x.report("#{unit}2") { n.times { now.truncate2 unit } }
    x.report("#{unit}3") { n.times { now.truncate3 unit } }
  end
end

Here are the results:

sec: 2009-05-26 13:44:20 -0700
min: 2009-05-26 13:44:00 -0700
hour: 2009-05-26 13:00:00 -0700
day: 2009-05-26 00:00:00 -0700
week: 2009-05-25 00:00:00 -0700
month: 2009-05-01 00:00:00 -0700
year: 2008-12-31 23:00:00 -0800

sec: 2009-05-26 13:44:20 -0700
min: 2009-05-26 13:44:00 -0700
hour: 2009-05-26 13:00:00 -0700
day: 2009-05-26 00:00:00 -0700
week: 2009-05-01 00:00:00 -0700
month: 2009-05-01 00:00:00 -0700
year: 2009-01-01 00:00:00 -0800

sec: 2009-05-26 13:44:20 -0700
min: 2009-05-26 13:44:00 -0700
hour: 2009-05-26 13:00:00 -0700
day: 2009-05-26 00:00:00 -0700
week: 2009-05-25 01:00:00 -0700
month: 2009-05-01 00:00:00 -0700
year: 2008-12-31 23:00:00 -0800

                user     system      total        real
truncate    5.910000   0.020000   5.930000 (  5.947453)
truncate2   6.180000   0.020000   6.200000 (  6.232918)
truncate3   6.150000   0.020000   6.170000 (  6.253931)
                user     system      total        real
sec         0.720000   0.000000   0.720000 (  0.749040)
sec2        0.830000   0.010000   0.840000 (  0.863029)
sec3        0.800000   0.000000   0.800000 (  0.820477)
min         0.700000   0.000000   0.700000 (  0.709238)
min2        0.860000   0.010000   0.870000 (  0.860168)
min3        0.770000   0.000000   0.770000 (  0.795734)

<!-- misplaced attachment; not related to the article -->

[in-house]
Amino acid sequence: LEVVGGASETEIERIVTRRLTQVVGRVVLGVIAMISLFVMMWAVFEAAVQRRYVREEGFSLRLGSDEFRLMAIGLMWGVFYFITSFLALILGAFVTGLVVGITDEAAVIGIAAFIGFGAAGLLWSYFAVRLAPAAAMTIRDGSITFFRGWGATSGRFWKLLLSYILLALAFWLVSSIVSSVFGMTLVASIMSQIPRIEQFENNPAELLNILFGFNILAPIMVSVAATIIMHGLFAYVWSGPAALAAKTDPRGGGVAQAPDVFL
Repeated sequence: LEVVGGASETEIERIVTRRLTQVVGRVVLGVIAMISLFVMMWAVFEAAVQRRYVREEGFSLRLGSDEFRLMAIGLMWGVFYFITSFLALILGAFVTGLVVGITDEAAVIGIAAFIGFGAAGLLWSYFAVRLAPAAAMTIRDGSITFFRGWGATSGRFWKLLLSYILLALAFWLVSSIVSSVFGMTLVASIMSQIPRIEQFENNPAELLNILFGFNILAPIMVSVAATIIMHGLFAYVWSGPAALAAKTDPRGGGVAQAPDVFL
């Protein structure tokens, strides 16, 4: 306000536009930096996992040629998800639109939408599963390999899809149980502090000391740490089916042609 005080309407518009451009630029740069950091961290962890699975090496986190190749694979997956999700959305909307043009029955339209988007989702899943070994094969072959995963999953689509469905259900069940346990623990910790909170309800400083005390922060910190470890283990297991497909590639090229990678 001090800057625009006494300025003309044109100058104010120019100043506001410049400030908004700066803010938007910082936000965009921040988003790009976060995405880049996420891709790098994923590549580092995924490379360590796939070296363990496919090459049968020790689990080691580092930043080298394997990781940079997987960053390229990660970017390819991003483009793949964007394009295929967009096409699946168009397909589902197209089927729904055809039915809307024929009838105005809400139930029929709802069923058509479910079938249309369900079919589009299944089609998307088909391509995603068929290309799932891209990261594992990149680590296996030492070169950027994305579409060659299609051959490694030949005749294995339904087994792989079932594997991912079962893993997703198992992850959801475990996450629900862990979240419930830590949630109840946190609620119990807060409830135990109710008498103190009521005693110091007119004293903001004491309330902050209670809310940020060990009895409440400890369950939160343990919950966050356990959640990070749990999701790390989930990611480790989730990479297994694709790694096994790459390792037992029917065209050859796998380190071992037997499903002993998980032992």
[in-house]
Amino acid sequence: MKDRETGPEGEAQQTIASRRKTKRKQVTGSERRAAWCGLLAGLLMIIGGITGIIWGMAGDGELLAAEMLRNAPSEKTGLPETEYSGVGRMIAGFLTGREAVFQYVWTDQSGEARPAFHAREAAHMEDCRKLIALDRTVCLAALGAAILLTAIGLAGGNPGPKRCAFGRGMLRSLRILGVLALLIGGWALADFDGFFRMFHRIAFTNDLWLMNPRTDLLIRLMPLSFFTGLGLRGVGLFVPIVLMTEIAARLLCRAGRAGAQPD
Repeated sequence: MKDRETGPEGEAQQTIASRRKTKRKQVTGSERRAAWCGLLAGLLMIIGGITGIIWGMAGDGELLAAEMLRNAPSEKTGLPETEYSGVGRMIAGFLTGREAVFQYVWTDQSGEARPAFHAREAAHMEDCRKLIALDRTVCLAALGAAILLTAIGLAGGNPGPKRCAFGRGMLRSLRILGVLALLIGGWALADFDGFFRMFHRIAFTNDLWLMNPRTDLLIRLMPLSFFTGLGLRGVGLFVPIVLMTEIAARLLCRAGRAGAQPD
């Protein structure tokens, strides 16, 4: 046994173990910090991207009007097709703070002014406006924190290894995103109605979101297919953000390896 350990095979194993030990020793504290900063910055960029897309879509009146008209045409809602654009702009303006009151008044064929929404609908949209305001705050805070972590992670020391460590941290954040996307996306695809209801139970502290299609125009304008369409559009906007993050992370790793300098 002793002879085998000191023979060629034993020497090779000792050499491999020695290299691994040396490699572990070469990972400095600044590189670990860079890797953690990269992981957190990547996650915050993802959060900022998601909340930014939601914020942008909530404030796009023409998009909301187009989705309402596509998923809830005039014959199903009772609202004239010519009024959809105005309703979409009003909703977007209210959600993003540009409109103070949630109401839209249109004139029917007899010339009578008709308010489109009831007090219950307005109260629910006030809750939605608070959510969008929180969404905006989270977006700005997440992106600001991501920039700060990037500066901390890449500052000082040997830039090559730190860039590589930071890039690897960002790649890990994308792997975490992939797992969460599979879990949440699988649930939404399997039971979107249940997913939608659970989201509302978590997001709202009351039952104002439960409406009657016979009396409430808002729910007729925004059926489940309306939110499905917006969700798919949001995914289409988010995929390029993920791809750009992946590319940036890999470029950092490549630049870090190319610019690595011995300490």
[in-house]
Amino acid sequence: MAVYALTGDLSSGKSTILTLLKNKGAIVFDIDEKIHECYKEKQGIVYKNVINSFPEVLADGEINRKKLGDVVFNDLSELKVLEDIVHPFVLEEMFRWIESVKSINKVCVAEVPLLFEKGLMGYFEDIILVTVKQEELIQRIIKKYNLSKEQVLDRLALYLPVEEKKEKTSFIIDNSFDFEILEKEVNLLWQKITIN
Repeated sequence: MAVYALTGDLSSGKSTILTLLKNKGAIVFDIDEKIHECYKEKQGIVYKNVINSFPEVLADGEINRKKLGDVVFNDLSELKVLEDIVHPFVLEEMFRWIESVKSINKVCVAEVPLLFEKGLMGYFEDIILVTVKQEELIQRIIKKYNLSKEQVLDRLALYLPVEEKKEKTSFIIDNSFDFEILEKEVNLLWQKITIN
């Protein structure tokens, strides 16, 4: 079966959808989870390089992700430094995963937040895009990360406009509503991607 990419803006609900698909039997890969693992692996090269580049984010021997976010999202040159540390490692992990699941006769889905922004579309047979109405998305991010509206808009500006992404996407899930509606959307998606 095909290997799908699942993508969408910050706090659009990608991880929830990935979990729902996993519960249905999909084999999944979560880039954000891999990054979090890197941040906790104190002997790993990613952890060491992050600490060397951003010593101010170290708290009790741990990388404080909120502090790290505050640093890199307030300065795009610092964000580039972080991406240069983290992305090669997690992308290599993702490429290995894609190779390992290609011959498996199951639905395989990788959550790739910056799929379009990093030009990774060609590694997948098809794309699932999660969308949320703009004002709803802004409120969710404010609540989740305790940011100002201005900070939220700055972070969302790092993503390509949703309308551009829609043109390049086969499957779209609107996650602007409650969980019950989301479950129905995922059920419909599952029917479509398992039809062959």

hour        0.680000   0.000000   0.680000 (  0.705306)
hour2       0.850000   0.010000   0.860000 (  0.867235)
hour3       0.740000   0.000000   0.740000 (  0.746338)
day         0.720000   0.000000   0.720000 (  0.724324)
day2        0.890000   0.010000   0.900000 (  0.894312)
day3        0.780000   0.000000   0.780000 (  0.788007)
week        0.730000   0.000000   0.730000 (  0.736604)
week2       0.910000   0.000000   0.910000 (  0.910925)
week3       0.600000   0.000000   0.600000 (  0.611683)
month       0.720000   0.000000   0.720000 (  0.719515)
month2      0.880000   0.010000   0.890000 (  0.888045)
month3      0.780000   0.000000   0.780000 (  0.789726)
year        1.540000   0.010000   1.550000 (  1.565335)
year2       0.830000   0.000000   0.830000 (  0.849737)
year3       1.600000   0.010000   1.610000 (  1.644958)

Seems like my first truncation version is still most efficient, except for the year case. There is a small quirk in the year for truncate and truncate3 though. It is displayed as

2008-12-31 23:00:00 -0800

rather than

2009-01-01 00:00:00 -0700

Any ideas why?

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The issue with the year case may be that Time.local with 10 args is overspecified, and I'm not sure how the Time library deals with conflicts: YDAY, WDAY are redundant, and isDst may be out of sync with "PDT" vs "PST". One way to get rid of the error is to do Time.local t.reverse[4,6] –  AShelly May 27 '09 at 0:55
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You don't have to use Rails to use the ActiveSupport goodies. I ran into this exact problem in addition to wanting to use stuff like 1.day or 3.minutes or Time.now.beginning__of__day

irb(main):001:0> require 'rubygems'
=> true
irb(main):002:0> require 'activesupport'
=> true
irb(main):003:0> 1.day
=> 1 day
irb(main):004:0> 3.minutes
=> 180 seconds
irb(main):005:0> Time.now.beginning_of_day
=> Sun Jun 28 00:00:00 -0400 2009
irb(main):006:0>
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I don't see any "beginning_of" methods for anything less than a day. The "change" method mentioned by Greg Campbell's answer is more versatile. –  Kelvin Nov 23 '11 at 19:06